The flow of venture capital into ed tech around the world dropped by nearly 50 percent last year compared to the record highs seen in 2021, as stratospheric investment levels reached during the pandemic return to Earth.
That’s the core finding of a new report from HolonIQ, which sees a dramatic slowing in investment compared to the rush of tech takeup over the past few years.
“The party’s over and it’s back to fundamentals and outcomes,” the report said.
Venture capital investors poured $10.6 billion into ed-tech companies in 2022, it found, representing a 49 percent drop from the $20.8 billion invested in 2021, and $16.1 billion in 2020.
Still, the overall funding figure came in above pre-pandemic funding levels, which hit $7 billion in 2019.
Patrick Brothers, co-CEO and co-founder of HolonIQ, a market intelligence firm focused on the education industry, said it’s likely funding levels will continue to recede to pre-pandemic levels, and both companies and investors should be prepared to see ripple effects in the market, such as an increased focus on profitability and further declines in valuations.
“A near 50 percent drop will have a massive impact on the ecosystem,” Brothers said in an email, adding that because the drop is coming from “an artificial high,” the market and companies in it may benefit.
The more tepid funding level seen in 2022 is actually “a much healthier level and environment to support sustainable innovation in learning, teaching and up-skilling,” he said.
The biggest impact may be the “abrupt shift” investors have had focusing in on profitability, when top line growth in revenue had previously been the main priority.
Expect Fewer Blockbusters
The largest driver of 2021’s extraordinary funding level was the high number of mega-rounds, the report found, and the drop in these behemoth deals contributed to the fall in global funding in 2022.
There were 20 mega rounds, defined as those in excess of $100 million, in 2022, compared to 53 in 2021.
Looking ahead, Brothers expects to see a “dramatic drop in mega-rounds in 2023 compared to 2022,” and noted that the vast majority of big deals in 2022 closed in the first half of the year.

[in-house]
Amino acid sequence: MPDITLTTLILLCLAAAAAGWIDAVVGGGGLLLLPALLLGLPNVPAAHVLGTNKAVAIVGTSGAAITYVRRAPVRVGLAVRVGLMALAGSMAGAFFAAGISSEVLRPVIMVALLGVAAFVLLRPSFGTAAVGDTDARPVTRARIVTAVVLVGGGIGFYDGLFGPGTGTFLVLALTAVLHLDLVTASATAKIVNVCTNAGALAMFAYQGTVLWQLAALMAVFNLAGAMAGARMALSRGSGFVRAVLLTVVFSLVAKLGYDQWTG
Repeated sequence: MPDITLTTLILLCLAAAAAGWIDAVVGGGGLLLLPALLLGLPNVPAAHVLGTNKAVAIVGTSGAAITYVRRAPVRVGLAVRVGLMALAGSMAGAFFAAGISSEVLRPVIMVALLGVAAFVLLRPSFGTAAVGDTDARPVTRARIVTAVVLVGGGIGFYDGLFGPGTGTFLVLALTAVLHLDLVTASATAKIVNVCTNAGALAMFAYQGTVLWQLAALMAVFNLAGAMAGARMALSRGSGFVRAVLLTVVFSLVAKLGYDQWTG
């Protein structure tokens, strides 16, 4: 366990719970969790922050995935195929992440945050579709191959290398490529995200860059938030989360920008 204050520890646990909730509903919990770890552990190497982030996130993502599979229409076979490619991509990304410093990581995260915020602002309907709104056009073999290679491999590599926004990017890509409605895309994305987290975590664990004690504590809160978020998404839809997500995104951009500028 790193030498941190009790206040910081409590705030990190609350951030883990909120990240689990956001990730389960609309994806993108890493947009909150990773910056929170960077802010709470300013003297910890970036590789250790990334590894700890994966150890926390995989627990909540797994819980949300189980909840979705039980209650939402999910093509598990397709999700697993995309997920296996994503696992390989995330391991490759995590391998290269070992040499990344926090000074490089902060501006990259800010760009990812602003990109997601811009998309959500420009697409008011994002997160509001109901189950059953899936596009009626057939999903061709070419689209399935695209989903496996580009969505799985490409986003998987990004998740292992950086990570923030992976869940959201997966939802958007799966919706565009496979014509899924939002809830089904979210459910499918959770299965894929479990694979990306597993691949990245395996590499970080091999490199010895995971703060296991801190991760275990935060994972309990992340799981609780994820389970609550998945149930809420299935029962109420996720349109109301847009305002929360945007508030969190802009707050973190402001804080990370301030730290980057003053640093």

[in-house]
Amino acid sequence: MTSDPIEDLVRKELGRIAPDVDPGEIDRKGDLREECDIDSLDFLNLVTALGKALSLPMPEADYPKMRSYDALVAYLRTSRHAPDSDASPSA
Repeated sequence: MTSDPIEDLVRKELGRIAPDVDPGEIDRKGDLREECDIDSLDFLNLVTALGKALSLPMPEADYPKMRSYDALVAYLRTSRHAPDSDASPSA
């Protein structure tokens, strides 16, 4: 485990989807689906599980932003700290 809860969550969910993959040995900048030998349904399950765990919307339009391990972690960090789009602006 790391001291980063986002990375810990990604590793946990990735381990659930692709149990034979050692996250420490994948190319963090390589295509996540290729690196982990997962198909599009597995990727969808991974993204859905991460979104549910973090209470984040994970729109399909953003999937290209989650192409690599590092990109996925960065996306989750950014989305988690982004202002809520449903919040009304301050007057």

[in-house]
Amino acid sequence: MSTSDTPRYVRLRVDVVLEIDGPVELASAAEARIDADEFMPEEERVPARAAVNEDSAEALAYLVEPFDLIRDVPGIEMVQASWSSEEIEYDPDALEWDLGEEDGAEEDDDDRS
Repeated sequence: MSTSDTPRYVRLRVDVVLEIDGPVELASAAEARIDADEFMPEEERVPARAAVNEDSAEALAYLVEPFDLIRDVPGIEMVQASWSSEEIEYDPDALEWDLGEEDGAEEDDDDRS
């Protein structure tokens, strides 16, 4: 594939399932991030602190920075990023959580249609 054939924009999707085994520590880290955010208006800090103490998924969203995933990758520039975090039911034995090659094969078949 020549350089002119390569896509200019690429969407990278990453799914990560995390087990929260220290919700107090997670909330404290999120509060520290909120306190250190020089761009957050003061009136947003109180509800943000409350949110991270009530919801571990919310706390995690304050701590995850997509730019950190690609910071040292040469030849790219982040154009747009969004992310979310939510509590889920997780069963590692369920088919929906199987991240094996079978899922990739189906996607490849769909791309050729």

“We expect to continue to see mega rounds in ed-tech in 2023, [but] these will be few and far between,” he said.
In the U.S., total venture capital investment figures are still two and a half times larger than pre-pandemic funding levels, the report stated, with $4.2 billion invested in the country’s ed-tech sector in 2022.
In the 10 years before the pandemic, ed-tech venture capital funding in the U.S. grew steadily from roughly $400 million to $1.5 billion before it hit $2.5 billion in 2020 and $8.3 billion in 2021.
It’s “quite likely that the US will return to 2019, pre-pandemic, funding levels in ed-tech” this year, Brothers said. “We’ll know more by the time the first half has been completed and hope to see momentum in the market that inspires confidence and exceeds 2019.”
The cooling in the ed-tech market is evident by other metrics. Over the past two years, special purpose acquisition companies, or SPACs — shell companies that raise money for public offerings — had drawn the backing of many education-focused investors. Now, many ed-tech SPACs are closing shop, as EdWeek Market Brief’s David Saleh Rauf recently reported.
Challenging Environment for Exits
The report also found there were no exits of ed-tech unicorns in 2022, and it’s unlikely 2023 will bring a better exit environment. The lack of exits poses a challenge to the ed-tech ecosystem, as strong exits are key to helping return cash to investors and fuel new investments.
Brothers said there’s currently a large number of ed-tech companies that are “well overdue” for an exit. While many opportunities will present themselves in 2023, he said, there’s a large gap between what buyers and sellers expect.
Companies that have enough cash in the bank or revenue coming in to wait out buyers’ expectations of a discount price at lower valuations will now be looking to drive up revenue and increase profit margins throughout the year, Brothers said, so that when valuations improve, they’ll be “exit-ready.”
A New Normal?
In the meantime, however, “there will however be a large number of companies that choose to merge with peers or join a larger organization to continue their impact and journey’s,” Brothers said.
Overall, Brothers thinks it’s likely the tumble in VC funding is “a permanent re-basing of capital flows into ed-tech.”
There’s a “reasonable chance” 2023’s figures might come in below 2022, but until it becomes clearer how macroeconomic forces, capital markets, and venture capital will fare in 2023, it’s too early to tell.
Either way, ed-tech companies would be “well-served to adjust to the new environment fast and work through the transition to thrive in a new normal,” Brothers said. “Those who choose to perceive this drop as a temporary one-off and hang on to old habits and models will struggle to compete.”
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